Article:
Upon our return from Fitz Roy and Cerro Torre, we cook lunch and rest for an hour in El Chaltén before we re-supply with food from the Jeep, register at the rangers’ office and immediately hit the trail to Laguna Toro. The trail is marked variously as taking between six and seven hours, and after some gorgeous hiking through forests, across lush farmland and a long, long descent to the valley bottom we find ourselves in camp four and a half hours later. Sonny has brought along a bottle of red wine (in a coke bottle) and so in order to lighten his load we drink the lot before crashing soon after dark.
At seven in the morning, still rubbing sleep from our eyes, we find ourselves staring at a glacier-melt river, which, regrettably, stands between us and our continuing path. After scouting up and down stream for a while we both agree to the inevitable, take off our boots, and plunge in. The first couple of crossings through smaller streams are only ankle deep, and actually don’t hurt too much, though the more times we cross, the worse our feet get. Walking with numb feet is not so much a problem, it’s more the searing pain that comes immediately after exiting the water as the blood rushes back. Walking on the sharp rocks and pebbles in this state is not exactly fun and I can’t help but laugh at our comical hobbling.
If you look closely in the video below, you’ll see chunks of glacier ice floating in the river. Yep. It’s cold.
Back on the trail we make great time, though we actually lose the way, and basically make our own path right down at glacier/lake level. It’s amazing to be so close to the enormous glaciers and with Sonny’s huge amount of experience I feel confident striding across the surface of Tunel Glacier, checking out the crevasses he points out as we go.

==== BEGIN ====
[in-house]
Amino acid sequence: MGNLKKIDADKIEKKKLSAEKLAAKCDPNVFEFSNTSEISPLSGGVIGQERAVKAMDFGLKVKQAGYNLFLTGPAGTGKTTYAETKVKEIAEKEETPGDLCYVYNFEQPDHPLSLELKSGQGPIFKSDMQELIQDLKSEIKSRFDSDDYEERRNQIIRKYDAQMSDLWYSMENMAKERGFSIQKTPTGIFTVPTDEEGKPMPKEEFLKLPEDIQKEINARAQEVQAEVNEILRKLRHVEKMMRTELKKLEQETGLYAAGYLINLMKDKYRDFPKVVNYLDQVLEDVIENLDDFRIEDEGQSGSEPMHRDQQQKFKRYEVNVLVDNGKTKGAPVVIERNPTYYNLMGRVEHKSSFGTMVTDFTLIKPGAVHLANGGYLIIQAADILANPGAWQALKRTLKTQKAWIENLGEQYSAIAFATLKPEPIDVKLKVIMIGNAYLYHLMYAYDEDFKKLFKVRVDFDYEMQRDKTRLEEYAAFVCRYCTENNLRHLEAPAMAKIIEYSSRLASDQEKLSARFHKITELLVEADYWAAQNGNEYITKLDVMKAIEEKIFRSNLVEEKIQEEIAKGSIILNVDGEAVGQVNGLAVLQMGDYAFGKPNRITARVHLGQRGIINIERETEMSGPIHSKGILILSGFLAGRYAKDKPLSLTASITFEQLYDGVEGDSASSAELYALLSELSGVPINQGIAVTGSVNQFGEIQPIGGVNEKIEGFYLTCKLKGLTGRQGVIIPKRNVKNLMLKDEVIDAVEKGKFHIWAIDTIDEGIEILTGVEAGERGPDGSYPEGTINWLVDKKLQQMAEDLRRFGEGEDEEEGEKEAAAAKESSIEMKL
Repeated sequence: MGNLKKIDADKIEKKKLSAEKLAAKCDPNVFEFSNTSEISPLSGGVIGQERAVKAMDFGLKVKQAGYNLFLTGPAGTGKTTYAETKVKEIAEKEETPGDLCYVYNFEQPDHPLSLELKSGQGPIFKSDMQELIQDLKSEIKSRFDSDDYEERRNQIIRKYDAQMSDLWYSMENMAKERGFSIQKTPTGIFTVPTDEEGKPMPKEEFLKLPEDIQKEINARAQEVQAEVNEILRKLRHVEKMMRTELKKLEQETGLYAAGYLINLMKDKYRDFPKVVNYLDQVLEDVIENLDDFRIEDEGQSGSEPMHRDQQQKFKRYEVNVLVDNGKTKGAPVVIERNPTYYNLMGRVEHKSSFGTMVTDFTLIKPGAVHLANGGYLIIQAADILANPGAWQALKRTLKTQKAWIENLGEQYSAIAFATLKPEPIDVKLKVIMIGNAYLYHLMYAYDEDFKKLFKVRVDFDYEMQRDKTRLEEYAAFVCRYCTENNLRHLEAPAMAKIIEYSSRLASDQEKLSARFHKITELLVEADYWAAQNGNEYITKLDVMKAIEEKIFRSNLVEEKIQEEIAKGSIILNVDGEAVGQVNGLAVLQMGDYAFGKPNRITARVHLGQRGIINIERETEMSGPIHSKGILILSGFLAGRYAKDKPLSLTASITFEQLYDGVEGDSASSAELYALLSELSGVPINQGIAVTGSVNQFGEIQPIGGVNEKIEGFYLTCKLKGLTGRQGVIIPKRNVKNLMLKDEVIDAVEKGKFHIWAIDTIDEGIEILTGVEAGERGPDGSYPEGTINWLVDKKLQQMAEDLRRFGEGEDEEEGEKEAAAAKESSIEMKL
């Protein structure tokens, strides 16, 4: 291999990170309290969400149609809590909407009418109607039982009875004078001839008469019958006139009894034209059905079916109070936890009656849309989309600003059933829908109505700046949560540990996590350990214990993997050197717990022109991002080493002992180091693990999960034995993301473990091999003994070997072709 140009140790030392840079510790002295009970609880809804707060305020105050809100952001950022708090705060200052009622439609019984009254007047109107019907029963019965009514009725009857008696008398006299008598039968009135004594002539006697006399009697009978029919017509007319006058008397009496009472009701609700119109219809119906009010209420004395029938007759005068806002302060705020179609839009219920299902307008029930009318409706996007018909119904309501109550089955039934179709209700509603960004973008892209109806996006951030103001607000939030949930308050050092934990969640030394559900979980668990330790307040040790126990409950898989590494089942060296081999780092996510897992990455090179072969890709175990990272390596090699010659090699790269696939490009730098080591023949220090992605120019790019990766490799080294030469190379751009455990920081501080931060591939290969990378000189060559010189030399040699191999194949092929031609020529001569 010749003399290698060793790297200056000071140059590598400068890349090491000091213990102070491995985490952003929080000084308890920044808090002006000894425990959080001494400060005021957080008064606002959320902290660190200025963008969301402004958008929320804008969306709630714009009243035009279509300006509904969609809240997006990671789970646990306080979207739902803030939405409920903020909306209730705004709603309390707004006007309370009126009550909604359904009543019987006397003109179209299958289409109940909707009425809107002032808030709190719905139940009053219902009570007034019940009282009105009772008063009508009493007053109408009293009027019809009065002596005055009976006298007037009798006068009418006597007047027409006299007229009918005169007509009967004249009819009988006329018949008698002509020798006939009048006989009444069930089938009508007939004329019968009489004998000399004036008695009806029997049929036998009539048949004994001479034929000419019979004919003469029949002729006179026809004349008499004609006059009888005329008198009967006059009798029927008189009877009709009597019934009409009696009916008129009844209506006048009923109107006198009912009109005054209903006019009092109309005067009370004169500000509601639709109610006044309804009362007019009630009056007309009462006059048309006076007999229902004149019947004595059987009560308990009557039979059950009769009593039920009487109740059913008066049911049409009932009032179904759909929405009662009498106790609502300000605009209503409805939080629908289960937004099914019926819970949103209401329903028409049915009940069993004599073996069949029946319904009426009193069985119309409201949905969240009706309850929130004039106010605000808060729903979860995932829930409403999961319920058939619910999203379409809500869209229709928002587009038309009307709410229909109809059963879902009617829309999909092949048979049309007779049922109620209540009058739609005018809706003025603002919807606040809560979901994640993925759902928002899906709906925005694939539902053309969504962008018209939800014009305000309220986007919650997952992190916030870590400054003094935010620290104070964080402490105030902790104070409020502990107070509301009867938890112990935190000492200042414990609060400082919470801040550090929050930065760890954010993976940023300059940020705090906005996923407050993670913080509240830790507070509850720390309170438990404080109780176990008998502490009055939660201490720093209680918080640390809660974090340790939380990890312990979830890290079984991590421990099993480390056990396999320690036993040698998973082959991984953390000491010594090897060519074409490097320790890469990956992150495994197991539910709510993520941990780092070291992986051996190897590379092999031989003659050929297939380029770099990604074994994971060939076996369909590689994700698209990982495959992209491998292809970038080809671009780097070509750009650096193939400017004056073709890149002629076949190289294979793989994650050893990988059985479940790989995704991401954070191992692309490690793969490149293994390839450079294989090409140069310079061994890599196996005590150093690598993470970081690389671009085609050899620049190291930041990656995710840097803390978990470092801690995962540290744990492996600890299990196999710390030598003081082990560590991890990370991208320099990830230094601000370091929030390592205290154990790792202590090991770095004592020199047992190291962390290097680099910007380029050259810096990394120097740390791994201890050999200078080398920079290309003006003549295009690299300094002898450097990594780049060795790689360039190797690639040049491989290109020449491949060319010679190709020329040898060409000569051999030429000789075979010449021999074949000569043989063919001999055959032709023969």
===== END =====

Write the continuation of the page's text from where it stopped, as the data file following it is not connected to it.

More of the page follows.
At 16,800 square kilometers, the Ice Field is the second largest in the world and I’m completely awe-struck when we arrive at the high point of the ominously named Paso Del Viento (Pass of the wind). The view in every direction is pure ice, with amazing swirls and patterns where it’s been slowing marching on for thousands and thousands (millions?) of years. Luckily the wind is quite bearable and we stay for a solid half and hour, soaking in as much of the view as possible, which is not diminished in the least by the clouds that have been rolling in all morning.
The entire walk down I formulate a plan to re-cross the river, hoping to avoid the unpleasantries of the morning. I’ll admit that simply taking off my socks and plunging in with my boots is not much of a plan, and not surprisingly, it doesn’t help much. After a solid nine hours of hiking most people opt to stay in the night in camp, though for some reason Sonny and I decide to feast on the remainder of our food, and hoof it back to El Chaltén, where we arrive just after dark, extremely foot sore and a little cold, after fours hours of hard slogging.
Needles to say we’re grinning like mad at the last couple of days.
All the photos in this post were taken by Sonny. Checkout his blog to see more of his work.